History, 1838–1856, volume F-1 [1 May 1844–8 August 1844]

  • Source Note
  • Historical Introduction
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<​May 13.​> “There is already a government established in to some extent; magistrates have been chosen by the people &c. This on the south of the Columbia; north of that river the Hudson Bay Company occupy. There is some good country in , but a great deal of sandy barren desert. I have seen a gentleman who has been there, and also in .
“The most of the settlers in and are our old enemies the mobocrats of . If, however, the settlement of or be determined upon, the sooner the move is made the better; and I would not advise any delay for the action of our government; for there is such a jealousy of our rising power already, that government will do nothing to favor us. If the saints possess the Kingdom, I think they will have to take it; and the sooner it is done, the more easily it is accomplished.
“Your superior wisdom must determine whether to go to , to , or to remain within these , and send forth the most efficient men to build up Churches, and let them remain for the time being; and in the mean time send some wise men among the Indians, and teach them civilization and religion, to cultivate the soil, to live in peace with one another and with all men. But whatever you do, don’t be deluded with the hope that government will foster us, and thus delay an action which the present perhaps is the most proper time that ever will be.
is becoming a popular question; the fever of emigration begins to rage; if the Mormons become the early majority, others will not come; if the Mormons do not become an early majority, the others will not allow us to come.
is faithful, useful, and true; he has got the run of matters here very well, and is with me in all my deliberations, visitings &c.
goes with us this evening to introduce us to the , and to view the White House. [HC 6:372]
“My heart and hand are with you. May Heaven bless you and me.
As ever I am,
.”
“To the Council of the Church of Jesus Christ of Latter Day Saints.”
Also the following letter:—
, April 26th, 1844.
“Dear Sir,
To day I trouble you with another communication which you will please have the goodness to lay before our Council.
We were last evening introduced to the at the White House by the politeness of , where we spent an hour very agreeably. The is a very plain, homespun, familiar, farmer-like man. He spoke of our troubles in , and regretted that we had met with such treatment; he asked us how we were getting along in . I told him that we were contending with the difficulties of a new country, and laboring under the disadvantageous consequences of being driven from our property and homes in .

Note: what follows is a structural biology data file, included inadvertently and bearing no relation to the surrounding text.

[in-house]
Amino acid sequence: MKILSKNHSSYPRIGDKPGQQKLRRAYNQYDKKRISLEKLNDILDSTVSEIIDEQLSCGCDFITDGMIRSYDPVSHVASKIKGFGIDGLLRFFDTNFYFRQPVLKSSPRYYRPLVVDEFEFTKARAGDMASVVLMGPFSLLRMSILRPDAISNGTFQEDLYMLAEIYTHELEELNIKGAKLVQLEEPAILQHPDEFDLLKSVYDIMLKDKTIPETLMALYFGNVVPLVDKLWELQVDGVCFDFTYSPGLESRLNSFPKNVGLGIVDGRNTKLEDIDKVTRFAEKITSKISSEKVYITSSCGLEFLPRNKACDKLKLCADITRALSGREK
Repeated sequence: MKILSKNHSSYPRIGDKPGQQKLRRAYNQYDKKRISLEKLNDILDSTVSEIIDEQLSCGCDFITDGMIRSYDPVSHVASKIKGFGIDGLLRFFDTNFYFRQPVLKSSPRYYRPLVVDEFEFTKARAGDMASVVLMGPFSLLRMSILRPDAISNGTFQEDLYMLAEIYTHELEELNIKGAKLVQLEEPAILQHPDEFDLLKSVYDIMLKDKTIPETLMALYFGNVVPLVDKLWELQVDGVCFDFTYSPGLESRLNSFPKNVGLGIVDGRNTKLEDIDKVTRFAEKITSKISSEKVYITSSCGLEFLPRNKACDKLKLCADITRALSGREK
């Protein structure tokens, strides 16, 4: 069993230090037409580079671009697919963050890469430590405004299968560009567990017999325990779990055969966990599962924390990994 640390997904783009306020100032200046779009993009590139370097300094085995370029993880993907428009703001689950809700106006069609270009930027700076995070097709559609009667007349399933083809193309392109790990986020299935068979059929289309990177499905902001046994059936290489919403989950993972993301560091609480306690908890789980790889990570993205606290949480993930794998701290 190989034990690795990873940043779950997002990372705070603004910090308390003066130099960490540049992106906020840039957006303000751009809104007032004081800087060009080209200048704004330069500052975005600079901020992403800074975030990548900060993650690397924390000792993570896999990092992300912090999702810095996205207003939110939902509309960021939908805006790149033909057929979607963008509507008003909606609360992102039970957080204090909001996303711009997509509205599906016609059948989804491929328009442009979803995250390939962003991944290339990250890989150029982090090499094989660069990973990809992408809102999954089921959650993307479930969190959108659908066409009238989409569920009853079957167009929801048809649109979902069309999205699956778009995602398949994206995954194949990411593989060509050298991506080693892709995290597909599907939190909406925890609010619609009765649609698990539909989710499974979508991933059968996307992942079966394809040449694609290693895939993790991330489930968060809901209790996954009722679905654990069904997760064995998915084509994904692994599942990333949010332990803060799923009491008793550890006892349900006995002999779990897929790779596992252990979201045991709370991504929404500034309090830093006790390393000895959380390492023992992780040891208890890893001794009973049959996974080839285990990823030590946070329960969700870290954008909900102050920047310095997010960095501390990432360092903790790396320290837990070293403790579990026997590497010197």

“We have this day had a long conversation with . He is ripe for , and the . He said he would resign his seat in Congress if he could command the force that Mr Smith could, and would be on the march to that country in a month.
“I learn that the eyes of many aspiring politicians in this place are [p. 25]
May 13. “There is already a government established in to some extent; magistrates have been chosen by the people &c. This on the south of the Columbia; north of that river the Hudson Bay Company occupy. There is some good country in , but a great deal of sandy barren desert. I have seen a gentleman who has been there, and also in .
“The most of the settlers in and are our old enemies the mobocrats of . If, however, the settlement of or be determined upon, the sooner the move is made the better; and I would not advise any delay for the action of our government; for there is such a jealousy of our rising power already, that government will do nothing to favor us. If the saints possess the Kingdom, I think they will have to take it; and the sooner it is done, the more easily it is accomplished.
“Your superior wisdom must determine whether to go to , to , or to remain within these , and send forth the most efficient men to build up Churches, and let them remain for the time being; and in the mean time send some wise men among the Indians, and teach them civilization and religion, to cultivate the soil, to live in peace with one another and with all men. But whatever you do, don’t be deluded with the hope that government will foster us, and thus delay an action which the present perhaps is the most proper time that ever will be.
is becoming a popular question; the fever of emigration begins to rage; if the Mormons become the early majority, others will not come; if the Mormons do not become an early majority, the others will not allow us to come.
is faithful, useful, and true; he has got the run of matters here very well, and is with me in all my deliberations, visitings &c.
goes with us this evening to introduce us to the , and to view the White House. [HC 6:372]
“My heart and hand are with you. May Heaven bless you and me.
As ever I am,
.”
“To the Council of the Church of Jesus Christ of Latter Day Saints.”
Also the following letter:—
, April 26th, 1844.
“Dear Sir,
To day I trouble you with another communication which you will please have the goodness to lay before our Council.
We were last evening introduced to the at the White House by the politeness of , where we spent an hour very agreeably. The is a very plain, homespun, familiar, farmer-like man. He spoke of our troubles in , and regretted that we had met with such treatment; he asked us how we were getting along in . I told him that we were contending with the difficulties of a new country, and laboring under the disadvantageous consequences of being driven from our property and homes in .
“We have this day had a long conversation with . He is ripe for , and the . He said he would resign his seat in Congress if he could command the force that Mr Smith could, and would be on the march to that country in a month.
“I learn that the eyes of many aspiring politicians in this place are [p. 25]
Page 25